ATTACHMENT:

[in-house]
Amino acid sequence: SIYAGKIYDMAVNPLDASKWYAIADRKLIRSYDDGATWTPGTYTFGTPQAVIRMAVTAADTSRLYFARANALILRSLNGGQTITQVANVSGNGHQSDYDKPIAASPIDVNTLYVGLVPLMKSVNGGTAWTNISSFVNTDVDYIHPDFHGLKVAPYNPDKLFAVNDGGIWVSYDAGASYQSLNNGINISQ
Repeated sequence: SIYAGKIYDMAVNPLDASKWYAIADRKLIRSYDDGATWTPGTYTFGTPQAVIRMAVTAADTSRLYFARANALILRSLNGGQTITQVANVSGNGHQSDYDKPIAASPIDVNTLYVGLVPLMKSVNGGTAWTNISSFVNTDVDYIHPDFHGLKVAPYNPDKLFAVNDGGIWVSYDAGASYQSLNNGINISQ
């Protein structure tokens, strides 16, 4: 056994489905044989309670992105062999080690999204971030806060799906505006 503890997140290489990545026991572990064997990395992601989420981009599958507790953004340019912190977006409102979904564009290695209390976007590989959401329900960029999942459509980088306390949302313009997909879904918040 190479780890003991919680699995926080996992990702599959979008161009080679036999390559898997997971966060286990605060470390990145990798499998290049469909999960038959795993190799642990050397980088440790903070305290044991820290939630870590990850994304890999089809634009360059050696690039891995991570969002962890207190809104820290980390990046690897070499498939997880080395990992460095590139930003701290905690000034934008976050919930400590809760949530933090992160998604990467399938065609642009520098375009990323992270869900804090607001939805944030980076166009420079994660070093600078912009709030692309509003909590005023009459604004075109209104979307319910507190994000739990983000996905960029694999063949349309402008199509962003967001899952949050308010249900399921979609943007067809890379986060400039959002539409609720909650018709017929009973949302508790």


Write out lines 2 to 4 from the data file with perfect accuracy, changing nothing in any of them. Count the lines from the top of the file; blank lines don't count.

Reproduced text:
Amino acid sequence: SIYAGKIYDMAVNPLDASKWYAIADRKLIRSYDDGATWTPGTYTFGTPQAVIRMAVTAADTSRLYFARANALILRSLNGGQTITQVANVSGNGHQSDYDKPIAASPIDVNTLYVGLVPLMKSVNGGTAWTNISSFVNTDVDYIHPDFHGLKVAPYNPDKLFAVNDGGIWVSYDAGASYQSLNNGINISQ
Repeated sequence: SIYAGKIYDMAVNPLDASKWYAIADRKLIRSYDDGATWTPGTYTFGTPQAVIRMAVTAADTSRLYFARANALILRSLNGGQTITQVANVSGNGHQSDYDKPIAASPIDVNTLYVGLVPLMKSVNGGTAWTNISSFVNTDVDYIHPDFHGLKVAPYNPDKLFAVNDGGIWVSYDAGASYQSLNNGINISQ
């Protein structure tokens, strides 16, 4: 056994489905044989309670992105062999080690999204971030806060799906505006 503890997140290489990545026991572990064997990395992601989420981009599958507790953004340019912190977006409102979904564009290695209390976007590989959401329900960029999942459509980088306390949302313009997909879904918040 190479780890003991919680699995926080996992990702599959979008161009080679036999390559898997997971966060286990605060470390990145990798499998290049469909999960038959795993190799642990050397980088440790903070305290044991820290939630870590990850994304890999089809634009360059050696690039891995991570969002962890207190809104820290980390990046690897070499498939997880080395990992460095590139930003701290905690000034934008976050919930400590809760949530933090992160998604990467399938065609642009520098375009990323992270869900804090607001939805944030980076166009420079994660070093600078912009709030692309509003909590005023009459604004075109209104979307319910507190994000739990983000996905960029694999063949349309402008199509962003967001899952949050308010249900399921979609943007067809890379986060400039959002539409609720909650018709017929009973949302508790």